We are thinking big because the market is massive– there are currently 50 million pre-banked kids in the U.S. and yet, the average middle-class family in America spends $284,570 per child by age 18. At Till, we believe kids are a major economic force, as $18 billion per year is given by parents to children in the form of an allowance (mostly as cash). We recognize that they are influencers on larger family decisions, such as cars, vacations, etc. By putting the spending power back into the hands of young people, we want to be the driving force that replaces awkward family conversations about money with real actions and experiential learning.

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Visa to acquire open banking platform Tink for more than $2 billion



Visa has announced plans to acquire Tink for €1.8 billion, or $2.15 billion at today’s exchange rate. Tink has been a leading fintech startup in Europe focused on open banking application programming interface (API).

Today’s move comes a few months after Visa abandoned its acquisition of Plaid, another popular open banking startup. Originally, Visa planned to spend $5.3 billion to acquire the American startup. But the company had to call off the acquisition after running into a regulatory wall.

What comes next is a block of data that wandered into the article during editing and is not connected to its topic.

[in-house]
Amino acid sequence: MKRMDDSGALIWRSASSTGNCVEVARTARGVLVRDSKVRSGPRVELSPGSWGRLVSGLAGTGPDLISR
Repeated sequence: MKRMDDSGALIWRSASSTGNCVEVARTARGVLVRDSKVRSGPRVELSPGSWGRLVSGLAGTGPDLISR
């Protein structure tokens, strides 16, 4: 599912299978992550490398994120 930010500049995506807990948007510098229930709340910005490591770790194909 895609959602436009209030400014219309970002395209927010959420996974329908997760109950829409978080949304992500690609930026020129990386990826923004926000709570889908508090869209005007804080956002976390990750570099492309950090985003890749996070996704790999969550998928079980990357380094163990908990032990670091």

Tink offers a single API so that customers can connect to bank accounts from their own apps and services. For instance, you can leverage Tink’s API to access account statements, initiate payments, fetch banking information and refresh this data regularly.

While banks and financial institutions now all have to offer open banking interfaces due to EU’s Payment Services Directive PSD2, there’s no single standard. Tink integrates with 3,400 banks and financial institutions.

App developers can use the same API call to interact with bank accounts across various financial institutions. As you may have guessed, it greatly simplifies the adoption of open banking features.

300 banks and fintech startups use Tink’s API to access third-party bank information — clients include PayPal, BNP Paribas, American Express and Lydia. Overall, Tink covers 250 million bank customers across Europe.

Based in Stockholm, Sweden, Tink operations should continue as usual after the acquisition. Visa plans to retain the brand and management team.

According to Crunchbase data, Tink has raised over $300 million from Dawn Capital, Eurazeo, HMI Capital, Insight Partners, PayPal Ventures, Creades, Heartcore Capital and others.

“For the past ten years we have worked relentlessly to build Tink into a leading open banking platform in Europe, and we are incredibly proud of what the whole team at Tink has created together,” Tink co-founder and CEO Daniel Kjellén said in a statement. “We have built something incredible and at the same time we have only scratched the surface.”